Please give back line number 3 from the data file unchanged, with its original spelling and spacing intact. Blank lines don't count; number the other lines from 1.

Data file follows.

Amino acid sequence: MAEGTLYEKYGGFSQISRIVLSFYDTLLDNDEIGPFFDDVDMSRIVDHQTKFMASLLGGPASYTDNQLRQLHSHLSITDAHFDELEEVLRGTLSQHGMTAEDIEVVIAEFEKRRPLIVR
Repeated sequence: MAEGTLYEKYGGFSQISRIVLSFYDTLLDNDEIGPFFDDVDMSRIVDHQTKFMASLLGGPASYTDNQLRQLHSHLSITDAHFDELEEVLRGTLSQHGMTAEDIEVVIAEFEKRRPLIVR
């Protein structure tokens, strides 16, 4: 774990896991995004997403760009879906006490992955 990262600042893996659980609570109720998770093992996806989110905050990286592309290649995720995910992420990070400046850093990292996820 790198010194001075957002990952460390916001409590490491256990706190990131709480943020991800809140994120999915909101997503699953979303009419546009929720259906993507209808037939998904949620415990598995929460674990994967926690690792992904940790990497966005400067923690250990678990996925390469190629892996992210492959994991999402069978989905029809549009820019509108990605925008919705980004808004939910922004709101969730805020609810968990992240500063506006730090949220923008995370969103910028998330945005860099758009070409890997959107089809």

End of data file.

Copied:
């Protein structure tokens, strides 16, 4: 774990896991995004997403760009879906006490992955 990262600042893996659980609570109720998770093992996806989110905050990286592309290649995720995910992420990070400046850093990292996820 790198010194001075957002990952460390916001409590490491256990706190990131709480943020991800809140994120999915909101997503699953979303009419546009929720259906993507209808037939998904949620415990598995929460674990994967926690690792992904940790990497966005400067923690250990678990996925390469190629892996992210492959994991999402069978989905029809549009820019509108990605925008919705980004808004939910922004709101969730805020609810968990992240500063506006730090949220923008995370969103910028998330945005860099758009070409890997959107089809």